Analgesic Effect of Delta-9-Tetrahydrocannabinol on Patients With Chronic Neuropathic Pain During a Four-week Period: A Pilot Study

Frederick J. Goldstein, Katherine E. Galluzzi, Madeline Brown, Jennifer Smith, Joseph Lubeck

Research output: Contribution to conferencePresentation


Statement of Purpose, Innovation or Hypothesis: The current US Food & Drug Administration (FDA) approved armamentarium for treatment of neuropathic pain (NP) includes calcium channel alpha-2-delta ligands (gabapentin, pregabalin) and a selective serotonin-norepinephrine re-uptake inhibitor (duloxetine); however, tricyclic antidepressants (amitriptyline) and antiepileptic agents (carbamazepine) have also been employed. Most have limited effectiveness and/or cause intolerable adverse reactions, leading to discontinuation. Neuropathic pain patients have also been treated with opioid analgesics, which have their own attendant risks (e.g., addiction, hyperalgesia, endocrinopathy) and limited efficacy. Delta-9-Tetrahydrocannabinol (THC) (dronabinol), C-III, is FDA-approved as an appetite stimulant and antiemetic. Doses ranging from 2.5 mg/day to 40 mg/day have been employed. As an anti-emetic, efficacy is achieved in doses of 5 mg three or four times daily. Dronabinol is not currently FDA-approved for treatment of chronic NP. Studies have found evidence supporting the analgesic effects of cannabinoids across various neuropathic disorders but many lacked scientific rigor.

Description of Methods and Materials: Inclusion Criteria : 18 to 65 years of age; diagnosis of NP of two or more months duration. Exclusion Criteria : non-English speaking; cardiovascular conditions; epilepsy or any seizure disorder; liver function problems; depression or other psychological problems as determined by a score of ≥10 on the PHQ-9 screen; substance use disorder as determined by a score of ≥18 on the SOAPP-R; taking antidepressants for less than 8 wks antipsychotics, Alzheimer's Disease medications or CNS stimulants. From referring physicians, a request was made for all lab results taken within one year prior to recruitment including serum blood urea nitrogen, serum creatinine and Liver function Tests. A urine drug screening (UDS) including MS/GC confirmation of any positive results was performed. Any discrepancy between positive UDS data and information given by the patient resulted in termination from the investigation. Patients were seen weekly with vital signs taken. Each day, the study patient completed a 0–10 pain diary three times daily. In addition, they recorded how much of their pain medications they took that day. Weeks One and Two: establish each patient's baseline pain scores and analgesic usage. Week 3: up-titration process initiated; 5 mg THC orally at bedtime. Weeks Four to Six: dose increased 5 mg/week. Goal was 20 mg in Week 6. Any patient experiencing an undesirable adverse event was withdrawn.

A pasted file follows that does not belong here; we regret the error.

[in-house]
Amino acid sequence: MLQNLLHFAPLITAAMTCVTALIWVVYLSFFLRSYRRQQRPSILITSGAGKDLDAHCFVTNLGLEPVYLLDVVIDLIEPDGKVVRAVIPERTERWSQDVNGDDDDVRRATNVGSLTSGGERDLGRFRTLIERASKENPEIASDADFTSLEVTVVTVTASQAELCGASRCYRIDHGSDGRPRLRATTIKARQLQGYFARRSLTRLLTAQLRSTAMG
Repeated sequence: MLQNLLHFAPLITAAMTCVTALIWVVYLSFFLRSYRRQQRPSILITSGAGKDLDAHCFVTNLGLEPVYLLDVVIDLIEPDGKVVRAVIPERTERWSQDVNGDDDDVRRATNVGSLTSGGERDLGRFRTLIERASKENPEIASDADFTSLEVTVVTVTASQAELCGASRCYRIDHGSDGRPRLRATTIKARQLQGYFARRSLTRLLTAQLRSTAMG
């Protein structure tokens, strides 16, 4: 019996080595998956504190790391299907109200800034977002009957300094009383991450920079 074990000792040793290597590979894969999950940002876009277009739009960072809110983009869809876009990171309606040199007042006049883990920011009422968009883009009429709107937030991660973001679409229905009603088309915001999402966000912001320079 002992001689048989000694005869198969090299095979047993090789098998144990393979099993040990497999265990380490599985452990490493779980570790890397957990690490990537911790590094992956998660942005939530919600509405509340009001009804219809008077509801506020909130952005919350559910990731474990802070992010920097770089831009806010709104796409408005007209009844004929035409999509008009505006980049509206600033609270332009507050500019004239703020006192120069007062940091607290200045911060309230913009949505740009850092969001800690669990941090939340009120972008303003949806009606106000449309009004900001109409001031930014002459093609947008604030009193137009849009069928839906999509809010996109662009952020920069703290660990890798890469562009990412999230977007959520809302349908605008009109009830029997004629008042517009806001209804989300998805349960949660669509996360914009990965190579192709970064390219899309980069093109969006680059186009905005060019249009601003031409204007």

Data and Results: Thus far, six patients have completed the full up-titration to 20 mg on Week 6. The average pain score dropped from 4.9 to 2.7 at end of Week 6. Of the five who were using analgesics, most were able to decrease dosages of gabapentin, carbamazepine and ibuprofen.

Interpretation, Conclusion or Significance: In this limited pilot study to date, six patients completed the four-week up-titration from daily 5 mg THC to 20 mg THC. The average reduction in pain scores was 44.9%. In addition, most patients used less gabapentin, carbamazepine and ibuprofen. Our investigation continues to the goal of studying a total of 20 patients who complete the 20 mg per day goal.

Original languageAmerican English
StatePublished - May 10 2021


  • Life Sciences
  • Medicine and Health Sciences

Cite this